In first century Spain, a young noblewoman is fleeing a corrupt Druidic priesthood. Aided by a Briton, a deserter from Rome, she must cross the northern provinces if she hopes to survive.
Hispania Tarraconensis, October, AD82.
Marella struggled against her bonds. If they meant to send her to the underworld, she would at least do her best to send his name ahead of her. “I’ve done nothing wrong,” she screamed again, fighting to keep her legs from folding. “Leucetius has to answer for this.”
Even through her desperation his name dragged up bile. It burned against the tight choke of plaited ropes where useless screams had scraped her throat raw. Terror froze her naked flesh, numbing her to all but the desperate need to breathe.
Staggering, slithering down over pebbles and shale, she fought to keep her feet. Holding herself upright against all probability, she managed to turn, managed to fix her fierce hatred onto his shadowed form. Another shove and she would not have the strength to get back up. One more punch and she might surrender to the darkness. “Vile dog,” she hissed. She couldn’t spit. Her mouth was as dry as a crypt.
Beside her, a novice drew a hard fist and slammed it into her stomach.
She crumbled to her knees, her mouth open over air that would not move in or out, and he kicked her into water. In the silent world of asphyxia, she almost smiled.
Her vision was a sepia cloud where the gritty sludge of the riverbank washed into her eyes and mouth, waiting.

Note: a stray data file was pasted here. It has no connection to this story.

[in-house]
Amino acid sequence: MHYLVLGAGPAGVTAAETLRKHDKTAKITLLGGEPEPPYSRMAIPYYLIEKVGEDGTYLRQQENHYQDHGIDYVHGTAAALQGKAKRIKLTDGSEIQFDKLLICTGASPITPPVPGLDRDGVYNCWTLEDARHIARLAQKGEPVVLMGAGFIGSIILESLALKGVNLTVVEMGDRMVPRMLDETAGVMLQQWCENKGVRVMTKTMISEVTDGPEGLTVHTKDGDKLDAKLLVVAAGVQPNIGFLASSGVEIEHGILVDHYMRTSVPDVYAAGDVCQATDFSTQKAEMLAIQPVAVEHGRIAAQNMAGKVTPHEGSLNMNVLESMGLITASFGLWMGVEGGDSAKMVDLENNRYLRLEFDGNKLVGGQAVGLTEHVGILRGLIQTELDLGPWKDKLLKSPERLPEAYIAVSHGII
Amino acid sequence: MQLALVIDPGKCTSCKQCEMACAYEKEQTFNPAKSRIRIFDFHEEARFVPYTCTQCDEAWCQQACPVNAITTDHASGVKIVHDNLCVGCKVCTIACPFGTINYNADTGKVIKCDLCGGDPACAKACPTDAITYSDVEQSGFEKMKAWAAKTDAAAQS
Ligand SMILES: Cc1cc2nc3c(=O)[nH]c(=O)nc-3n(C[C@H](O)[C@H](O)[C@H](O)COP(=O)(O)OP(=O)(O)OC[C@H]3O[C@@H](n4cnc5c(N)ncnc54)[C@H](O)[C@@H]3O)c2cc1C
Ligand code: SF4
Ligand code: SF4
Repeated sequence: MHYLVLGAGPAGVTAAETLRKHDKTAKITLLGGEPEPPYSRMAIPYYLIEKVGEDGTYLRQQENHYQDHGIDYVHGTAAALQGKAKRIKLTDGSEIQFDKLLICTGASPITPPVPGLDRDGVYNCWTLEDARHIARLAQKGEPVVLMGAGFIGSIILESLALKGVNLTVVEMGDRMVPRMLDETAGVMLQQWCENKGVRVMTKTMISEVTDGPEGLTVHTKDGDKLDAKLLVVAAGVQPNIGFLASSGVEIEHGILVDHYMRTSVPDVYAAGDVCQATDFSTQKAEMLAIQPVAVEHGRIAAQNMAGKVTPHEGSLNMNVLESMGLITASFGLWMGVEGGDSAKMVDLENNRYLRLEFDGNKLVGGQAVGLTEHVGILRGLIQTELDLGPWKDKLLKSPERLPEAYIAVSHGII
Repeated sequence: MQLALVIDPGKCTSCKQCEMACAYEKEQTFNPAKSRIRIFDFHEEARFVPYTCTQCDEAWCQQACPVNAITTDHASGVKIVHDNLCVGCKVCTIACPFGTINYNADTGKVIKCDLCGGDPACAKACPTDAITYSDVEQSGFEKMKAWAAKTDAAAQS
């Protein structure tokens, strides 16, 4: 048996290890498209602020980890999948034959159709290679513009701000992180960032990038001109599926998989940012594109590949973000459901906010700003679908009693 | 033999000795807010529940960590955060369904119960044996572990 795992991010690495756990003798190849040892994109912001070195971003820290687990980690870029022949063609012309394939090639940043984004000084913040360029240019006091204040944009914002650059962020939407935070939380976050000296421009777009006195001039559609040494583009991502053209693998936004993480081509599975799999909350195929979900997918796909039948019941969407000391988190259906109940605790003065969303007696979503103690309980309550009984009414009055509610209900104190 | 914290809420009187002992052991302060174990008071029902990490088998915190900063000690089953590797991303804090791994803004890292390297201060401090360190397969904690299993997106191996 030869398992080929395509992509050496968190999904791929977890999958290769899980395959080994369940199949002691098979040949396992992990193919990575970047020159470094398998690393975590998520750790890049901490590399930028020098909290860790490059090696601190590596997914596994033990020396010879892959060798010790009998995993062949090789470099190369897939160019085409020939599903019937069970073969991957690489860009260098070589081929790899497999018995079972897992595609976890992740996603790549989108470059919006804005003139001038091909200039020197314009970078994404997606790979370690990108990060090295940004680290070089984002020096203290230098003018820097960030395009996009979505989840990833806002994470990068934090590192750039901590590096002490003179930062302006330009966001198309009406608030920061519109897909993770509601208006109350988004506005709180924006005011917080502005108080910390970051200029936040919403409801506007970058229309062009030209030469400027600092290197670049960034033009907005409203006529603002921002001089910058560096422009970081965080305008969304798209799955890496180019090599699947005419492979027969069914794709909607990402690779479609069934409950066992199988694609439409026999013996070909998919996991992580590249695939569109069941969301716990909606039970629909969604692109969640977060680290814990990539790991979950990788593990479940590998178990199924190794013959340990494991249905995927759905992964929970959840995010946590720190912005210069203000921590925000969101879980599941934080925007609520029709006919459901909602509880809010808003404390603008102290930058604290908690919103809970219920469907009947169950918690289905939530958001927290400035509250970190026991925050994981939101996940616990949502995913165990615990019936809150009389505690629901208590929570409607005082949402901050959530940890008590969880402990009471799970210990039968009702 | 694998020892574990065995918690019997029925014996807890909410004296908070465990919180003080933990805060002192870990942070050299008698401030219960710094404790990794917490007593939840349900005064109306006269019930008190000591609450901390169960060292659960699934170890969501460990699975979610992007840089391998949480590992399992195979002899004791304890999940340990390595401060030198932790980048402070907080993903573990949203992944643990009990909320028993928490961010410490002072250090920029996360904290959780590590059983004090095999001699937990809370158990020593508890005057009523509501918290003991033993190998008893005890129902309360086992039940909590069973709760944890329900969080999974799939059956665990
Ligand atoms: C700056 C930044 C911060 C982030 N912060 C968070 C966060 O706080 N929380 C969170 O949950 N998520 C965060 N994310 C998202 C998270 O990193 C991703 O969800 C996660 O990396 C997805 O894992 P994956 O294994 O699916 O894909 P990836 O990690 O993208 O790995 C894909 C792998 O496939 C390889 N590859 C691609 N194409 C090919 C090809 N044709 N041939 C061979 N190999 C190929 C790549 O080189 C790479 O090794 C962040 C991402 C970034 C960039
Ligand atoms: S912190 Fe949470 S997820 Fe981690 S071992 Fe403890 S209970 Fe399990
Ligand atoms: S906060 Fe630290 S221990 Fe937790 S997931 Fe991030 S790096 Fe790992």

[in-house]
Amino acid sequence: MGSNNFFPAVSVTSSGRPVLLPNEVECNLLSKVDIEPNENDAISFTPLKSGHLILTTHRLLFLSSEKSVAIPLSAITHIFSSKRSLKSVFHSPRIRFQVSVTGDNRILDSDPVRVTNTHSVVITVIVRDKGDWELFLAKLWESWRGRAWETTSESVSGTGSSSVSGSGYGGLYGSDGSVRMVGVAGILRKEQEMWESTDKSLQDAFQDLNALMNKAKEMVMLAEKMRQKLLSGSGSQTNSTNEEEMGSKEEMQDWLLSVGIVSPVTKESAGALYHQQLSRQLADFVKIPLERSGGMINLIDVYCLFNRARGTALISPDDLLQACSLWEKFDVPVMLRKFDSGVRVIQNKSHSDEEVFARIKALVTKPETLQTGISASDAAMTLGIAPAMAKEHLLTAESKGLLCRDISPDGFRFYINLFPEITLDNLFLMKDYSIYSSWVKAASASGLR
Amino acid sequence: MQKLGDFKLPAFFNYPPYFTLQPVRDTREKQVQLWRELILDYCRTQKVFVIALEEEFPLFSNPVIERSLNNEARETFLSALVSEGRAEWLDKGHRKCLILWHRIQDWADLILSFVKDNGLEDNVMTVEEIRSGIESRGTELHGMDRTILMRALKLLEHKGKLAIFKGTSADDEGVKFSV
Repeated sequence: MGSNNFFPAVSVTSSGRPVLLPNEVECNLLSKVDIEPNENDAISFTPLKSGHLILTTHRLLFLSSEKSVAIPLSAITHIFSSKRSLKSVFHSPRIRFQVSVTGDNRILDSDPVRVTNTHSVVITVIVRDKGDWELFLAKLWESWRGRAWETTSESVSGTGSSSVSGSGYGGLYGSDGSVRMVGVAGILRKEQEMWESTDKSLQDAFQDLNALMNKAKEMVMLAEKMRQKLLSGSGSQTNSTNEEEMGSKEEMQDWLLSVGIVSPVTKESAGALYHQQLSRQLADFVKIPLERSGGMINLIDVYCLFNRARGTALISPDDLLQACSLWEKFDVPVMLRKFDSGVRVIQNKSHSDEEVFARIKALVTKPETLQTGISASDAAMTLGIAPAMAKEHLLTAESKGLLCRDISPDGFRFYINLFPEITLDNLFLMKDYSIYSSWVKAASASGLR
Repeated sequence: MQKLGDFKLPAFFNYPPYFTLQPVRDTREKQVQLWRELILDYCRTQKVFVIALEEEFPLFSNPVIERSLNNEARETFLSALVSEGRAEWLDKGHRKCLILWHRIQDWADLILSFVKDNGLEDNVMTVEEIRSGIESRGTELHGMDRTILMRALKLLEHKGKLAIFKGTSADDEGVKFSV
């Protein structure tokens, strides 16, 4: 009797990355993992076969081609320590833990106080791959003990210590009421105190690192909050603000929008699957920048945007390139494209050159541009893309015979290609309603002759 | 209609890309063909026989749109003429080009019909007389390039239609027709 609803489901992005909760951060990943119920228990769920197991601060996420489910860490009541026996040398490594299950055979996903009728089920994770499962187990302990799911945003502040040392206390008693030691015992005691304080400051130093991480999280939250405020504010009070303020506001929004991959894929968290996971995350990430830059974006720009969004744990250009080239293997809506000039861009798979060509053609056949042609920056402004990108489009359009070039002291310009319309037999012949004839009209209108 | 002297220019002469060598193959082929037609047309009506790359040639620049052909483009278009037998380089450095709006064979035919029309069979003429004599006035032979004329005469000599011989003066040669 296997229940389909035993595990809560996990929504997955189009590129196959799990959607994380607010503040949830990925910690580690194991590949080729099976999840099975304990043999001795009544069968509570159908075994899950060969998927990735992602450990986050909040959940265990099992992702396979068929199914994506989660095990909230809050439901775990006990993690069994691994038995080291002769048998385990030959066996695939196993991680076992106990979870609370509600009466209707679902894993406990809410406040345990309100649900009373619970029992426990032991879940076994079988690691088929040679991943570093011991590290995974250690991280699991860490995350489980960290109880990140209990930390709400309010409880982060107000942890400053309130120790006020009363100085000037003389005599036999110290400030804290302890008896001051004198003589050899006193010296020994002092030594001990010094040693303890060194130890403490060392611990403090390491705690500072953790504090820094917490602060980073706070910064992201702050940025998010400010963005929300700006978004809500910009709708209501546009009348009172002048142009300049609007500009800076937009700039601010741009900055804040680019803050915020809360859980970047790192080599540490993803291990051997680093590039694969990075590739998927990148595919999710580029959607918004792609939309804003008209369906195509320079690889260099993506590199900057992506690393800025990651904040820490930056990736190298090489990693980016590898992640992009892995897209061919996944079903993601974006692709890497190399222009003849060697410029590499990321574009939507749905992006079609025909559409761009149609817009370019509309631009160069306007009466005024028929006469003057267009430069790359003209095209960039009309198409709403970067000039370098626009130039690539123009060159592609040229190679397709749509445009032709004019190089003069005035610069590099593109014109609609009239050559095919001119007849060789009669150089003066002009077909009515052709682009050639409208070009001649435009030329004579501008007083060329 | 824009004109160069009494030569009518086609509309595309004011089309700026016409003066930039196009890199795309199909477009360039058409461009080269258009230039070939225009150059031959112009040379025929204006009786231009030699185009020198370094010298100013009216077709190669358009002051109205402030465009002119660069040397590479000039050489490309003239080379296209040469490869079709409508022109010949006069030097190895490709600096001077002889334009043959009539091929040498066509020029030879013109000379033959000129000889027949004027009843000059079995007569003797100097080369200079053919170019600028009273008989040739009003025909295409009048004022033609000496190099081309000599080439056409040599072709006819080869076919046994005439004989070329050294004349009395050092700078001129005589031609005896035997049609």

Her body heaved and jerked over its effort to drag air into the vacuum left by his blow. When it came, her breath would pull death and water deep into her lungs and her struggle would be forfeit. The harder her body fought for life, the sooner it would end.
If only she had caught Leucetius’ robe, she might have dragged him to meet death with her. But nothing mattered so much now.
Blessed was the child who would never see the sun in any world where he drew breath.
Blessed was the child.
Innocent and blessed.
Drawing the fine strands of hair as he would have drawn fleece, Marcus rolled them through wax between his palms to form a fine cord. Even under the amber influence of the bees, the strand of her hair shone golden, catching the light and holding sunshine in its depths.
Below him on the slopes of the River Iberus, a dozen sheep grazed in peaceful oblivion, hardly needing his attention. The milk cow moved with slow precision, her jaw clacking back against the hollow brass at her neck to mark her progress. Beside her was her calf, and Marc’s single store bullock stood, staring back to meet his gaze.
“You’ll be meat soon enough, my friend,” he said, almost to himself.
There was little enough cause to speak since his wife’s death, and the animals asked him no difficult questions. Above him, the long spine of the mountain marched away from the weakening sun, shining gold through its usual coat of silver dust and sparse grey foliage. Behind him, Max, the great mountain dog, lay beside his son, drooling while it watched the child eat corn cake.
As he rolled the precious lock of her hair into a fine twisted thread, Marc smiled at the idiot expression on the dog’s face. Its rough cream coat ruffled in the late autumn breezes, trembling as if the wind itself encouraged the pursuit of a biscuit.
Marc gave a short whistle that brought the dog from its trance to his knee. From the riverside, the bitch, too, came at a steady lope to sit at her master’s foot. The child looked up from his snack, gathered up his carved wooden horse, and ran after the dog to his father’s side.
The sky was colouring toward evening. It was time to take the stock back to the pens and the boy in for a meal.
Life went on.